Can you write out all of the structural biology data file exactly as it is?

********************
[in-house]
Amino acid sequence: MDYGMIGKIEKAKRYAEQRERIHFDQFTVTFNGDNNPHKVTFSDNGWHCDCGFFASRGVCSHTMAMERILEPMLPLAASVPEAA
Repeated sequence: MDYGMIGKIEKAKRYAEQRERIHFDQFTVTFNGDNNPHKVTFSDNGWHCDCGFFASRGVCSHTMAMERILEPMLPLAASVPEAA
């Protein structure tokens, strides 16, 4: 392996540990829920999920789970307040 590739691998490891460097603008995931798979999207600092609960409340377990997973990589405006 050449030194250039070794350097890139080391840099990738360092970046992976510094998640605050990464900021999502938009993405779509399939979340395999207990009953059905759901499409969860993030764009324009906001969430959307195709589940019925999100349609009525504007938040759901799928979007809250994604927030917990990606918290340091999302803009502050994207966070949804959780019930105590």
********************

[in-house]
Amino acid sequence: MDYGMIGKIEKAKRYAEQRERIHFDQFTVTFNGDNNPHKVTFSDNGWHCDCGFFASRGVCSHTMAMERILEPMLPLAASVPEAA
Repeated sequence: MDYGMIGKIEKAKRYAEQRERIHFDQFTVTFNGDNNPHKVTFSDNGWHCDCGFFASRGVCSHTMAMERILEPMLPLAASVPEAA
């Protein structure tokens, strides 16, 4: 392996540990829920999920789970307040 590739691998490891460097603008995931798979999207600092609960409340377990997973990589405006 050449030194250039070794350097890139080391840099990738360092970046992976510094998640605050990464900021999502938009993405779509399939979340395999207990009953059905759901499409969860993030764009324009906001969430959307195709589940019925999100349609009525504007938040759901799928979007809250994604927030917990990606918290340091999302803009502050994207966070949804959780019930105590």